This is a superbly produced disc of world premiere recordings.
The Naxos engineering is exemplary and the playing by the Eclipse
Chamber Orchestra is technically above reproach and musically
dedicated. This reflects an association with the composer going
back over a decade. I just wish that I enjoyed the music more.
The main work here is composer Mark Adamo’s tribute
to AIDS sufferers from San Francisco. The Late Victorians
of the title refers to the brightly painted houses that this
community (in part) lived in. The work has an unusual structure
being written in four movements linked by instrumental cadenzas/meditations.
Each movement in turn consists of an amalgam of spoken text,
sung responses to the spoken text, and sung settings of Emily
Dickinson poems. The spoken role is that of a narrator witnessing
the tragedy of AIDS unfurl around him. The soprano, when in
dialogue with the narrator seems to be the voice of the departed,
commenting and elaborating on the narrator’s observations. The
Dickinson texts are a separate parallel commentary on the text
and tend to be set towards the end of each movement. Mark Adamo
is not a composer whose work I have heard before. The sincerity
of this work is never in doubt. He likens it to a series of
meditations in the style of the Stations of the Cross. An interesting
thought is that - although never stated in his liner-note -
I suspect Catholicism is an important element in Adamo’s life
or at very least he has an interest in the ritual and symbolism
The use of a narrator in any musical work is always problematic.
I find the text here portentous and its delivery doubly so.
The music written to accompany the narrations does not strike
me as particularly original. I must stress that his work is
unfamiliar to me so I have not had time to absorb his musical
characteristics. By far the best passages are the Dickinson
settings and the solo instrumental episodes that follow. Apparently
the players of these cadenzas are directed to leave the stage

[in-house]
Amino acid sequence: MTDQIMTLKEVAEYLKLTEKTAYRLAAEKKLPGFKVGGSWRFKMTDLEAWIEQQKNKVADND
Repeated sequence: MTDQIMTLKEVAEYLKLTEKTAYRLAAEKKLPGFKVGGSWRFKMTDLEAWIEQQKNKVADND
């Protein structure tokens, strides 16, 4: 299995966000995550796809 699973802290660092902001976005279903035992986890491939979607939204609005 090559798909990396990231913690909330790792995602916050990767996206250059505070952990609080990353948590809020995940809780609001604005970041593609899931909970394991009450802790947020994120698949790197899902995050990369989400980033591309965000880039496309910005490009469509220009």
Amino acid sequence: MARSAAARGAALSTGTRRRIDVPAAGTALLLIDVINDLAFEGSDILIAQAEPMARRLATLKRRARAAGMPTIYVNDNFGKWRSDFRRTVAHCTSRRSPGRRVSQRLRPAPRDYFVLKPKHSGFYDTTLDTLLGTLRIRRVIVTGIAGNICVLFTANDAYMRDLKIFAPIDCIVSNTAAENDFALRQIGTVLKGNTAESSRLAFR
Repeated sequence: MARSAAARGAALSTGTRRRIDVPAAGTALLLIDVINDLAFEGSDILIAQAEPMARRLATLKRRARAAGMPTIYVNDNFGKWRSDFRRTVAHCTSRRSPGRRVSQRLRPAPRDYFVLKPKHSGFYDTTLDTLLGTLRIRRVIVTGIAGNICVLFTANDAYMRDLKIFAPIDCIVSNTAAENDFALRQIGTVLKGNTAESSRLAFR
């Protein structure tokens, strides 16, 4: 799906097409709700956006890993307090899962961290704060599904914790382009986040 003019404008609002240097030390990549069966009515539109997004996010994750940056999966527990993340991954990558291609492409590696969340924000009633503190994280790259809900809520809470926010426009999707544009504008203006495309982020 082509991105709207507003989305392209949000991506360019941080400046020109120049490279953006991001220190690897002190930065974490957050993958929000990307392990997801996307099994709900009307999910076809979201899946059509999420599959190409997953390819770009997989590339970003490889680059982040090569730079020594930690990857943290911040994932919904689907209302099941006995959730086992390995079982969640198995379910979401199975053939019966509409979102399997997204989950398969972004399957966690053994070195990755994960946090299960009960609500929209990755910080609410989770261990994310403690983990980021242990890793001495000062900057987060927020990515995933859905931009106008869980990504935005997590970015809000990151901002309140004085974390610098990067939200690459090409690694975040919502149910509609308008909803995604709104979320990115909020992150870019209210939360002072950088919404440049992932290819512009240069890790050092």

after their solo is done. Adamo explains that the inspiration
for this moment of musical theatre is Haydn’s Farewell Symphony
but the image of departure here is more tragically permanent.
The playing of the uncredited soloists in these passages is
for me the highlight of the disc with a particularly stunning
horn solo. My other problem is the lack of emotional differentiation
through the four movements of this twenty-eight minute work.
Another work to be written as an ‘AIDS Requiem’ is John Corigliano’s
Symphony No. 1 ‘Of Rage and Remembrance’. I do not consider
that the symphony to be masterpiece that some do but I do think
that Corigliano manages to encompass a far greater emotional
range in that work than Adamo does here. One is on contentious
and sensitive ground here so I do not wish to labour the point.
Simply put, this is not a piece to which I would return on purely
Given the relatively short playing time of the disc I wonder
why the complete Four Angels – Concerto for Harp was
not included. Instead we get the slow movement alone – Regina
Coeli. I see that Adamo notes this is rescored for strings
alone on this recording – perhaps the orchestration of the whole
work is outside the remit of the excellent Eclipse Chamber Orchestra.
The orchestra, by the way, are drawn from the National Symphony
Orchestra Washington, as is the harp soloist and their conductor
Sylvia Alimena who is the NSO’s second horn. Harpist Dotian
Levalier makes a gloriously sonorous and rich sound on her harp
aided by the excellent recording. Again, I’m struggling to hear
great musical individuality that goes beyond clear compositional
facility. Likewise the Overture to Lysistrata that follows.
Adamo likens this to a latter day Candide Overture but
I hear little of the sparkle and wit of that piece. Adamo does
not embrace either the minimalism of an Adams or the post-modern
rock idiom of a Daugherty. It is essentially tonal music with
a lyrical centre reflecting his involvement in opera. One can
hear in the three movements of the Alcott Music which
completes the disc the influence of the voice. He describes
them neatly as “a souvenir for orchestra of my opera Little
Women”. Not having heard the originating work it is hard
know to what degree of re-composition the music has been subjected.
No matter, these three movements work well in their own right.
Again confident and exemplary playing from the orchestra means
that the music is presented to maximum effect. I suspect this
is a disc which will grow in stature as one becomes more familiar
with the compositional processes at work. For the moment I would
have to put my hand up and say – my failing I’m sure – not a
disc that gave me much pleasure for all its undoubted merits.